The differential equations I want to solve is

$$ \frac{\partial c_0(t)}{\partial t}=-\frac{1}{2} \kappa c_0(t)-\kappa \sum _{n=1}^N \alpha ^n c_0(t-\text{n$\tau $}) e^{i n \phi _{\tau }} \Theta (t-\text{n$\tau $}) $$ Here $\Theta(t)$ is the step function, $N$ is determined by $N=Integer[\frac{tmax}{\tau}]$. This equation has multipile time delays. By solving this equation, I think there may be chaos in this equation for certain parameters.

evofback[\[Tau]_, m_, \[Alpha]_, \[Phi]_, tlist_, cinitial_ : 1] := 
  Module[{\[Kappa] = 1, tm, sfeedback, c0, t}, tm = m*\[Tau]; 
   sfeedback = 
        t] == -\[Kappa]/2*c0[t] - \[Kappa]*
         Sum[c0[t - n \[Tau]] UnitStep[t - n \[Tau]]*(\[Alpha])^(n)*
           Exp[n*I*\[Phi]], {n, 1, m}], 
                  c0[t /; t <= 0] == cinitial}, c0, {t, 0, tm}];
ListLinePlot[evofback[2, 101, 1, 0, Subdivide[0., 101, 1001], 1], 
 PlotRange -> Full]

enter image description here

I want to calculate the chaotic nature of this equation. I know that there is already excellent Mathematica-based implementations for calculating Lyapunov Exponent Lyapunov exponent of Delay Differential Equation

But I don't know how to use it in my equation because this differential equaytion is different from these delay equations:

  • The time delay equation I am concerned with is that there are multiple time delays
  • Because of the step function limitation, although my equation has multiple time delays, it actually only needs one initial value instead of continuous initial values.So I myself don't think my equations need to be dealt with by discretizing the infinite dimension of time delay. Of course, in the actual implementation, I still have to provide a continuous infinite number of initial values, otherwise an warning will be reported, but I think this should be the reason for the equation writing in Mathematica.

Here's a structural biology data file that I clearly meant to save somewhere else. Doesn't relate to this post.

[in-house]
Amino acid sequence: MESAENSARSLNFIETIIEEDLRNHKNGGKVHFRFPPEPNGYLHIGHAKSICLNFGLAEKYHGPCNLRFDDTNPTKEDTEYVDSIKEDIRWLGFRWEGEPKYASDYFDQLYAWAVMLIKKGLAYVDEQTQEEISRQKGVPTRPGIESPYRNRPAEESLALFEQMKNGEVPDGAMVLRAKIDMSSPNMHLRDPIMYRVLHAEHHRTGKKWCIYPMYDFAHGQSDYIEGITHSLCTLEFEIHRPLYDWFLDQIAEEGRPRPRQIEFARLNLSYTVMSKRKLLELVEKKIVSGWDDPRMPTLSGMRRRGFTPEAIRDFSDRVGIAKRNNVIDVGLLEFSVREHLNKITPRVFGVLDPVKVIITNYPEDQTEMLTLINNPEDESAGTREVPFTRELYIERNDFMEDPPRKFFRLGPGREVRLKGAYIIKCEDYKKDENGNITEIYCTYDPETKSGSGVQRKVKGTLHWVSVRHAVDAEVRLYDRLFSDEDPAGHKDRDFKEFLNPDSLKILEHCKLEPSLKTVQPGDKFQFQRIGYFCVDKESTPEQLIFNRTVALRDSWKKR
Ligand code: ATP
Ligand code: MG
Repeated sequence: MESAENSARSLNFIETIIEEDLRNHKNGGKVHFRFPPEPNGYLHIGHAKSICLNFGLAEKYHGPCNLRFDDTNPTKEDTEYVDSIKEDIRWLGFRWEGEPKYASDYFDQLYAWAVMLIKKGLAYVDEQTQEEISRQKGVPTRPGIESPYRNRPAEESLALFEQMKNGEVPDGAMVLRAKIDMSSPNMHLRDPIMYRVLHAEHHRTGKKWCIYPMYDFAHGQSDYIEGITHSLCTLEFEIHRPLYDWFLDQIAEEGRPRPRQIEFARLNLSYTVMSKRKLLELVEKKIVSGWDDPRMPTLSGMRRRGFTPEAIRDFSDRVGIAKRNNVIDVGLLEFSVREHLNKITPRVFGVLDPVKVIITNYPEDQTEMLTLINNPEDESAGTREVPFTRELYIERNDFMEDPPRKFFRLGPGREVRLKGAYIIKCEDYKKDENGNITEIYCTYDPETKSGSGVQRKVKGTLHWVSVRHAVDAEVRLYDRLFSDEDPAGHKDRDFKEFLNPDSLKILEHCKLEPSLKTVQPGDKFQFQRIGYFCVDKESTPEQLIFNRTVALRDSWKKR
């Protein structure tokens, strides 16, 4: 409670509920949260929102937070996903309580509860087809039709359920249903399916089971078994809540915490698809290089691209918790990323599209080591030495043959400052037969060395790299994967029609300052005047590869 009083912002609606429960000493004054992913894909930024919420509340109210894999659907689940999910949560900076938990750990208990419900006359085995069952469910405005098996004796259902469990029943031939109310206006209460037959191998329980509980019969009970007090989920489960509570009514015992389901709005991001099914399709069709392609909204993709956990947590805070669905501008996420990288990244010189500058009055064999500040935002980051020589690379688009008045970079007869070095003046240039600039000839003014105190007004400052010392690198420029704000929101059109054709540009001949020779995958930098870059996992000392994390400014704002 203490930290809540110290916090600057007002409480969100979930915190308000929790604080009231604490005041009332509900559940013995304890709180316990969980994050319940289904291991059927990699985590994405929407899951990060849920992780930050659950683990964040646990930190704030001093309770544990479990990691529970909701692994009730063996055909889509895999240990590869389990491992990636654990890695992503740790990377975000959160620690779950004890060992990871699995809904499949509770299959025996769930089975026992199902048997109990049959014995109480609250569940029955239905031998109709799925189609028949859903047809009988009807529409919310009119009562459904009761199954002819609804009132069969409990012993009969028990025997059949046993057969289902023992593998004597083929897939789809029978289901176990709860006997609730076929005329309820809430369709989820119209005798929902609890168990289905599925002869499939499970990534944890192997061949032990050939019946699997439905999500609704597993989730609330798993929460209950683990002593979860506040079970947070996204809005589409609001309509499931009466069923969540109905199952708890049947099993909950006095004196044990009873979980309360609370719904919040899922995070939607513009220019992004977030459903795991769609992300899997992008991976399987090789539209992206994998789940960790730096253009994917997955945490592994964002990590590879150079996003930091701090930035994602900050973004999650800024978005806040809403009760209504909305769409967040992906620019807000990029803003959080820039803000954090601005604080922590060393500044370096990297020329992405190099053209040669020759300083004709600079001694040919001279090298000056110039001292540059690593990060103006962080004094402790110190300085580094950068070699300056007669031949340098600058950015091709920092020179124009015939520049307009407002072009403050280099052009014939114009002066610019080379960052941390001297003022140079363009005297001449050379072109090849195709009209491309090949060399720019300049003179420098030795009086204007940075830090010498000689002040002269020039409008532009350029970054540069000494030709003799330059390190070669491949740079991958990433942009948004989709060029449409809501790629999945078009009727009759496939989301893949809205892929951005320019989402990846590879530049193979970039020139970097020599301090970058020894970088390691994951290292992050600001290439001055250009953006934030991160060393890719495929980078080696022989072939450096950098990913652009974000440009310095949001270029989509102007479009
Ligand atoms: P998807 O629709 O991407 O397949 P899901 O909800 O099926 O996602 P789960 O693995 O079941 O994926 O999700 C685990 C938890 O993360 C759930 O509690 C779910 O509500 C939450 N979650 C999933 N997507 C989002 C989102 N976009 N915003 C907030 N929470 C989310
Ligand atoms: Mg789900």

By ssolving the differential equations in a long time, we can see the following evolutions, I don't know whether there are chaos in this: enter image description here enter image description here


1 Answer 1


To calculate the Lyapunov exponents, first you need to get onto the attractor. In this case, I don't think there is one. Running it longer:

\[Kappa] = 1; \[Alpha] = 1; \[Phi] = 0; m = 101; \[Tau] = 2;
tmax = 2000;
sol = NDSolve[{
  c0'[t] == -\[Kappa]/2*c0[t] - \[Kappa]*
    Sum[c0[t - n \[Tau]] UnitStep[t - n \[Tau]]*(\[Alpha])^(n)*Exp[n*I*\[Phi]], {n, 1, m}],
  c0[t /; t <= 0] == 1}, c0, {t, 0, tmax}][[1]];
(* matching OP's output *)
Plot[Evaluate[c0[t] /. sol], {t, 0, 101}, PlotRange -> All]

enter image description here

(* looking over longer time *)
Plot[Evaluate[c0[t] /. sol], {t, 0, tmax}, PlotRange -> All]

enter image description here

  • $\begingroup$ I forget to made constains on my differential equations, actually the tmax should be determined by m $t_{max}=m\tau$ $\endgroup$
    – Knife Lee
    Apr 17, 2023 at 3:18
  • $\begingroup$ As I understand it, Lyapunov exponents are defined as $t\to\infty$, so you can't have a $t_{max}$ $\endgroup$
    – Chris K
    Apr 17, 2023 at 3:43
  • $\begingroup$ Yes you are right, but I don't mean that $t_{max}$ can't be infinity, as $t\rightarrow \infty$ the corresponding $m=t_{max}/\tau$ should also be infinity, $\endgroup$
    – Knife Lee
    Apr 17, 2023 at 4:36
  • $\begingroup$ I see, but then the number of terms will also approach infinity. Seems tricky... $\endgroup$
    – Chris K
    Apr 17, 2023 at 5:05

Your Answer

By clicking “Post Your Answer”, you agree to our terms of service and acknowledge you have read our privacy policy.

Not the answer you're looking for? Browse other questions tagged or ask your own question.